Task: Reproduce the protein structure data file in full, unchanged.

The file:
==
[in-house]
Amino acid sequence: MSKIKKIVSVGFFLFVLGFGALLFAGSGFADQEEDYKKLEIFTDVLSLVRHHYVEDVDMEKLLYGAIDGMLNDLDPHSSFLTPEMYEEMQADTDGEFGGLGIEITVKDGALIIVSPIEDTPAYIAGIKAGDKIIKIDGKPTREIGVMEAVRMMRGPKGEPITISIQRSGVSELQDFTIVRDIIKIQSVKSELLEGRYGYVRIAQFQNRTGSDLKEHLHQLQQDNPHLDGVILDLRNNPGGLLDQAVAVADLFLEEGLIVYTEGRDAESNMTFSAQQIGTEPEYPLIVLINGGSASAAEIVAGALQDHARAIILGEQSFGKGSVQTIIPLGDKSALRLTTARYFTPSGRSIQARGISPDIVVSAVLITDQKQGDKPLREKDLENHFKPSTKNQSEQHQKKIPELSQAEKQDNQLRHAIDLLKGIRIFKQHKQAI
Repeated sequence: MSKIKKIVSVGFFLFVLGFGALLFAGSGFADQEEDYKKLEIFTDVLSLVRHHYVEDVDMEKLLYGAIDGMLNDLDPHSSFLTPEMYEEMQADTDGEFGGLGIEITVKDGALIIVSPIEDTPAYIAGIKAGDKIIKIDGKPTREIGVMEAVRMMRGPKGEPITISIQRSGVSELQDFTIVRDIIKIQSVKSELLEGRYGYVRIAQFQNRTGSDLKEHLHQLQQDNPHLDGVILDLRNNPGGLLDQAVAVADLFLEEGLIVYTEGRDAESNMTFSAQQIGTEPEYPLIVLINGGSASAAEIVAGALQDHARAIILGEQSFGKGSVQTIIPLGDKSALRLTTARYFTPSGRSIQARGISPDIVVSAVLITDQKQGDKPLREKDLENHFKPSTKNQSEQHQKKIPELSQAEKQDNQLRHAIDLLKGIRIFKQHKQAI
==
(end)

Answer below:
[in-house]
Amino acid sequence: MSKIKKIVSVGFFLFVLGFGALLFAGSGFADQEEDYKKLEIFTDVLSLVRHHYVEDVDMEKLLYGAIDGMLNDLDPHSSFLTPEMYEEMQADTDGEFGGLGIEITVKDGALIIVSPIEDTPAYIAGIKAGDKIIKIDGKPTREIGVMEAVRMMRGPKGEPITISIQRSGVSELQDFTIVRDIIKIQSVKSELLEGRYGYVRIAQFQNRTGSDLKEHLHQLQQDNPHLDGVILDLRNNPGGLLDQAVAVADLFLEEGLIVYTEGRDAESNMTFSAQQIGTEPEYPLIVLINGGSASAAEIVAGALQDHARAIILGEQSFGKGSVQTIIPLGDKSALRLTTARYFTPSGRSIQARGISPDIVVSAVLITDQKQGDKPLREKDLENHFKPSTKNQSEQHQKKIPELSQAEKQDNQLRHAIDLLKGIRIFKQHKQAI
Repeated sequence: MSKIKKIVSVGFFLFVLGFGALLFAGSGFADQEEDYKKLEIFTDVLSLVRHHYVEDVDMEKLLYGAIDGMLNDLDPHSSFLTPEMYEEMQADTDGEFGGLGIEITVKDGALIIVSPIEDTPAYIAGIKAGDKIIKIDGKPTREIGVMEAVRMMRGPKGEPITISIQRSGVSELQDFTIVRDIIKIQSVKSELLEGRYGYVRIAQFQNRTGSDLKEHLHQLQQDNPHLDGVILDLRNNPGGLLDQAVAVADLFLEEGLIVYTEGRDAESNMTFSAQQIGTEPEYPLIVLINGGSASAAEIVAGALQDHARAIILGEQSFGKGSVQTIIPLGDKSALRLTTARYFTPSGRSIQARGISPDIVVSAVLITDQKQGDKPLREKDLENHFKPSTKNQSEQHQKKIPELSQAEKQDNQLRHAIDLLKGIRIFKQHKQAI